LONDON (AP) — The World Anti-Doping Agency branded the UCI "deceitful" and "arrogant" on Tuesday after cycling's governing body shut down its own independent inquiry into doping.

WADA said that the UCI has "again chosen to ignore its responsibility to the sport" by disbanding the commission examining claims cycling leaders helped cover up suspicious doping tests given by Lance Armstrong and unethically accepted $125,000 in donations.

The UCI is setting up a separate amnesty-style "truth and reconciliation commission" (TRC) that it claimed in a news release on Monday was supported by WADA President John Fahey.

"This is not only wrong in content and process, but again deceitful," WADA said in a statement. "The fact is that WADA was awaiting a reply to the correspondence when the UCI release was delivered.

"WADA has not and will not consider partaking in any venture with UCI while this unilateral and arrogant attitude continues."

But UCI President Pat McQuaid issued an angry response to the WADA statement, which he called "blatant and aggressive misrepresentations," and released private e-mail exchanges with the agency.

"The UCI is perplexed that WADA has now chosen to rebuff and attack the UCI's willingness to establish a TRC, having just demanded that the UCI establish exactly such a commission," McQuaid said in a statement.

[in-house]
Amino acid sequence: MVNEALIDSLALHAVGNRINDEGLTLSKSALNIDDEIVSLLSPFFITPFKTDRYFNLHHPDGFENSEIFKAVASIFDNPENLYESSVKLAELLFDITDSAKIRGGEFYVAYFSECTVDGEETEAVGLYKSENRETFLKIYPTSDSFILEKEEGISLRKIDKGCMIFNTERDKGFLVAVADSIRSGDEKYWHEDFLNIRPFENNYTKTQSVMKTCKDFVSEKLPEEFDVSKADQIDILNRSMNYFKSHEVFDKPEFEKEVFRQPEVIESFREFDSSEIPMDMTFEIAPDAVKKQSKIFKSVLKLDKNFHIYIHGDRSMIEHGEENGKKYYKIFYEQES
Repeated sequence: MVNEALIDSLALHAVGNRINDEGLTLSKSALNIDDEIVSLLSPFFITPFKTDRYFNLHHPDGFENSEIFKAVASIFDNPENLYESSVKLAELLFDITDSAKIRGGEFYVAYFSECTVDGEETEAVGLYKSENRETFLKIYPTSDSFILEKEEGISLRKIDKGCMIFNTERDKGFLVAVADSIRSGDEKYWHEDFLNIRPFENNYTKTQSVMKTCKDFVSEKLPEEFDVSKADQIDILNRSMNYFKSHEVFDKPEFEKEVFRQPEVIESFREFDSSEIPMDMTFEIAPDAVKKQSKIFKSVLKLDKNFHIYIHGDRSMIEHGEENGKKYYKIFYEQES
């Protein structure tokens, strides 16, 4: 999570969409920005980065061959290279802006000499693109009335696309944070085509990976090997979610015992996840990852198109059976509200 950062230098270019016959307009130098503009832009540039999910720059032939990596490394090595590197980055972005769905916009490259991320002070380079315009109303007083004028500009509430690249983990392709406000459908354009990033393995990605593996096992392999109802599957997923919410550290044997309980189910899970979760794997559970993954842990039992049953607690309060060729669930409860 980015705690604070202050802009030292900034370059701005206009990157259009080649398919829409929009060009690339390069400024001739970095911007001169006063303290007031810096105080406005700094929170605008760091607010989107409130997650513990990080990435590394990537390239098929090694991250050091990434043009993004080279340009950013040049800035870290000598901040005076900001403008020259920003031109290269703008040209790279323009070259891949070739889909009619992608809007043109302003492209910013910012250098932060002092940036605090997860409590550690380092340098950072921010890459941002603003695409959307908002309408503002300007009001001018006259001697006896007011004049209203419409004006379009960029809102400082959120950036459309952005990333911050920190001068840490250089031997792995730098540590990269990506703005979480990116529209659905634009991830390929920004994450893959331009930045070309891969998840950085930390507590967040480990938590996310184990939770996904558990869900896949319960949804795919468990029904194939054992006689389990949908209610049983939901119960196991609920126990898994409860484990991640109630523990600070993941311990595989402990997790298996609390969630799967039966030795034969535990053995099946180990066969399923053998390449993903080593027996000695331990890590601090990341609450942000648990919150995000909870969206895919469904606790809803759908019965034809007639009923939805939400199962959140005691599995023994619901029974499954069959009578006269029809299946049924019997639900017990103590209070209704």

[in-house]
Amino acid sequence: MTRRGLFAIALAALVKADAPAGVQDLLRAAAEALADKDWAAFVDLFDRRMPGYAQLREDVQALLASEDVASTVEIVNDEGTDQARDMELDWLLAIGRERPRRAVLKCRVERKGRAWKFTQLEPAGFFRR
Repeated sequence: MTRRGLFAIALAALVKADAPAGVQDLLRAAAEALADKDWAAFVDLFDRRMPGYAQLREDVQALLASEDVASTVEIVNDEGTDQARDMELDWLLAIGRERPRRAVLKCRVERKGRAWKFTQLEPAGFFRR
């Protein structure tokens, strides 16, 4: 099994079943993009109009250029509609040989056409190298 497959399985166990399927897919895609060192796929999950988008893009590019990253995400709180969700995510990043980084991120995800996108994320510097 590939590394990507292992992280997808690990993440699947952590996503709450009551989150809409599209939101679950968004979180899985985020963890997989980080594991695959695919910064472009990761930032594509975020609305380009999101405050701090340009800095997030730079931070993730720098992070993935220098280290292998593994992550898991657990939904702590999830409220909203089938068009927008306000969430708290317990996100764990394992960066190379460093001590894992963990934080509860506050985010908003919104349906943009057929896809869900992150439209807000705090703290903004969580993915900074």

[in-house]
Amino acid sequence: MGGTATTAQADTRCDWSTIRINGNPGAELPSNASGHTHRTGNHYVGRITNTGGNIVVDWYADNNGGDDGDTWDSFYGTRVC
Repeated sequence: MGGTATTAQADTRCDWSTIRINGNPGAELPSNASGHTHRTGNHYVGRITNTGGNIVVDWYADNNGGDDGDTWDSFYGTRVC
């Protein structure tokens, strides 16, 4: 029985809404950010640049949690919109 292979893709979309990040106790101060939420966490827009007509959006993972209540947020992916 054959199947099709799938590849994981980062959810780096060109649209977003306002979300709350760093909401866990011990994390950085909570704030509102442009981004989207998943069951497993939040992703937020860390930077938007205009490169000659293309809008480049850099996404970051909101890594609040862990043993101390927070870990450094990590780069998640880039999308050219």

McQuaid urged Fahey to set aside his apparent "personal vendetta and crusade against cycling" and support the TRC.

"Our aims are the same: to rid cycling and indeed all sports of the scourge of doping," McQuaid said.

"The UCI is determined not to dwell on WADA's inconsistent behavior," he added. "We wish to reaffirm our commitment to establishing the TRC."

McQuaid claimed that Fahey supported the independent panel being replaced by a TRC, and released an e-mail that included the anti-doping chief saying the "process should start over from a new beginning."

But WADA earlier Tuesday said publicly that it would not "pay for or contribute to any collaborative effort with UCI into investigating UCI's long-standing problems with doping in its sport and its alleged complicity."

Accusations against the UCI emerged in the U. S. Anti-Doping Agency report that led to Armstrong being stripped of his seven Tour de France titles and eventually confessing to doping after years of denials.

In justifying the reason to disband the independent panel, the UCI cited WADA's refusal to cooperate with the inquiry.

But WADA on Tuesday said it would not participate with the commission because of the "inadequacies of the terms of reference and the timelines," including a demand that the UCI could not scrutinize or edit the findings before they were released.

WADA said it hopes the UCI's independent commission will still reconvene as previously planned on Thursday — despite being disbanded. The three-person body complained Tuesday that the UCI never provided the cooperation — promised by UCI President Pat McQuaid — to allow it to function.

"This failure to cooperate makes our task impossible," the commission, which was chaired by British judge Philip Otton, said in a statement. "Therefore, the proposed hearing on (Jan. 31) will not take place."

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